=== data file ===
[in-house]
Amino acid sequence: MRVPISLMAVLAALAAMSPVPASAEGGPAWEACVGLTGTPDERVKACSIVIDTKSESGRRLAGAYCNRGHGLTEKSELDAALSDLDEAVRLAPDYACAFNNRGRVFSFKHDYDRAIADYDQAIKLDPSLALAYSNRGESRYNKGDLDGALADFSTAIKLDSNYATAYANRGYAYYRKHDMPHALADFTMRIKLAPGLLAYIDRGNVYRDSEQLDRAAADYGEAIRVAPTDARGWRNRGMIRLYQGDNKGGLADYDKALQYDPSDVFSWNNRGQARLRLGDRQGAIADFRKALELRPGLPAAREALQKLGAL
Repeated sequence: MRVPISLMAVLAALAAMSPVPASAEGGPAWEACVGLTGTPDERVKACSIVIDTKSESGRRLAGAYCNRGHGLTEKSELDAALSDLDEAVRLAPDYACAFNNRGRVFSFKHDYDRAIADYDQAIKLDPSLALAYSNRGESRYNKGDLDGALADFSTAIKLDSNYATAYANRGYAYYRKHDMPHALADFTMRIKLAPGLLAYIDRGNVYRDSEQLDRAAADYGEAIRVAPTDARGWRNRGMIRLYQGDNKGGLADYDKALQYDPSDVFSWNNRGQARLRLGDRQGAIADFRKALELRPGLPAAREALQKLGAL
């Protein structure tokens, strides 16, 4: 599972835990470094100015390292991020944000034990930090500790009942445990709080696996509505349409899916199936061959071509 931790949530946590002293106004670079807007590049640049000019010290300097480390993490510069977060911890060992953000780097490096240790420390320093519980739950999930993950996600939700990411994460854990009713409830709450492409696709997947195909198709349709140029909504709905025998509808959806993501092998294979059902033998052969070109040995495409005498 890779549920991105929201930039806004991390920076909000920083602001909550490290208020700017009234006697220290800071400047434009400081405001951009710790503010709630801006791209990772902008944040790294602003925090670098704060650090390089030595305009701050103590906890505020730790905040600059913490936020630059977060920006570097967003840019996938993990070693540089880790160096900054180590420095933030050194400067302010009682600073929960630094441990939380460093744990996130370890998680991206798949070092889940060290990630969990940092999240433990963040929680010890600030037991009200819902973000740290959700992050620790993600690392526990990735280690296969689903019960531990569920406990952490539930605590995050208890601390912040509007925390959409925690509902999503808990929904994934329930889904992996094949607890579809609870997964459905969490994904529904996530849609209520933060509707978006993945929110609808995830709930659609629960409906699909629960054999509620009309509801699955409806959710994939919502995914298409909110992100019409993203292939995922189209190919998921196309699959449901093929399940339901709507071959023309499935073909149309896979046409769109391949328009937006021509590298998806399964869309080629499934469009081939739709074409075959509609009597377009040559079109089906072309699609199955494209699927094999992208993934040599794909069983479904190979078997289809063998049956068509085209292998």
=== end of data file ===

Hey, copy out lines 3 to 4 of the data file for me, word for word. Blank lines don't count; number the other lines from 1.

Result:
Repeated sequence: MRVPISLMAVLAALAAMSPVPASAEGGPAWEACVGLTGTPDERVKACSIVIDTKSESGRRLAGAYCNRGHGLTEKSELDAALSDLDEAVRLAPDYACAFNNRGRVFSFKHDYDRAIADYDQAIKLDPSLALAYSNRGESRYNKGDLDGALADFSTAIKLDSNYATAYANRGYAYYRKHDMPHALADFTMRIKLAPGLLAYIDRGNVYRDSEQLDRAAADYGEAIRVAPTDARGWRNRGMIRLYQGDNKGGLADYDKALQYDPSDVFSWNNRGQARLRLGDRQGAIADFRKALELRPGLPAAREALQKLGAL
């Protein structure tokens, strides 16, 4: 599972835990470094100015390292991020944000034990930090500790009942445990709080696996509505349409899916199936061959071509 931790949530946590002293106004670079807007590049640049000019010290300097480390993490510069977060911890060992953000780097490096240790420390320093519980739950999930993950996600939700990411994460854990009713409830709450492409696709997947195909198709349709140029909504709905025998509808959806993501092998294979059902033998052969070109040995495409005498 890779549920991105929201930039806004991390920076909000920083602001909550490290208020700017009234006697220290800071400047434009400081405001951009710790503010709630801006791209990772902008944040790294602003925090670098704060650090390089030595305009701050103590906890505020730790905040600059913490936020630059977060920006570097967003840019996938993990070693540089880790160096900054180590420095933030050194400067302010009682600073929960630094441990939380460093744990996130370890998680991206798949070092889940060290990630969990940092999240433990963040929680010890600030037991009200819902973000740290959700992050620790993600690392526990990735280690296969689903019960531990569920406990952490539930605590995050208890601390912040509007925390959409925690509902999503808990929904994934329930889904992996094949607890579809609870997964459905969490994904529904996530849609209520933060509707978006993945929110609808995830709930659609629960409906699909629960054999509620009309509801699955409806959710994939919502995914298409909110992100019409993203292939995922189209190919998921196309699959449901093929399940339901709507071959023309499935073909149309896979046409769109391949328009937006021509590298998806399964869309080629499934469009081939739709074409075959509609009597377009040559079109089906072309699609199955494209699927094999992208993934040599794909069983479904190979078997289809063998049956068509085209292998």